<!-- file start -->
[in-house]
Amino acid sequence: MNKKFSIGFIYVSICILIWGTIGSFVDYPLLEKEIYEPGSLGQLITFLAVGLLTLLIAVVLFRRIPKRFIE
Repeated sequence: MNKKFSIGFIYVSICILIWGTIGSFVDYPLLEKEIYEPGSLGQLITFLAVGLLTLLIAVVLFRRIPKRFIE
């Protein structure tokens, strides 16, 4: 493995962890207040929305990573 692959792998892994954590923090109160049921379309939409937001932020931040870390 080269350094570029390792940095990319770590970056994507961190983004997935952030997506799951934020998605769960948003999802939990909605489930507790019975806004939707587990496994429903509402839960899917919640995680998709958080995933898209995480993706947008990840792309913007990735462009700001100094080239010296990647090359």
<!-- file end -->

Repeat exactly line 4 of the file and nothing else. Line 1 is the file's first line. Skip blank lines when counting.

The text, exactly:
């Protein structure tokens, strides 16, 4: 493995962890207040929305990573 692959792998892994954590923090109160049921379309939409937001932020931040870390 080269350094570029390792940095990319770590970056994507961190983004997935952030997506799951934020998605769960948003999802939990909605489930507790019975806004939707587990496994429903509402839960899917919640995680998709958080995933898209995480993706947008990840792309913007990735462009700001100094080239010296990647090359």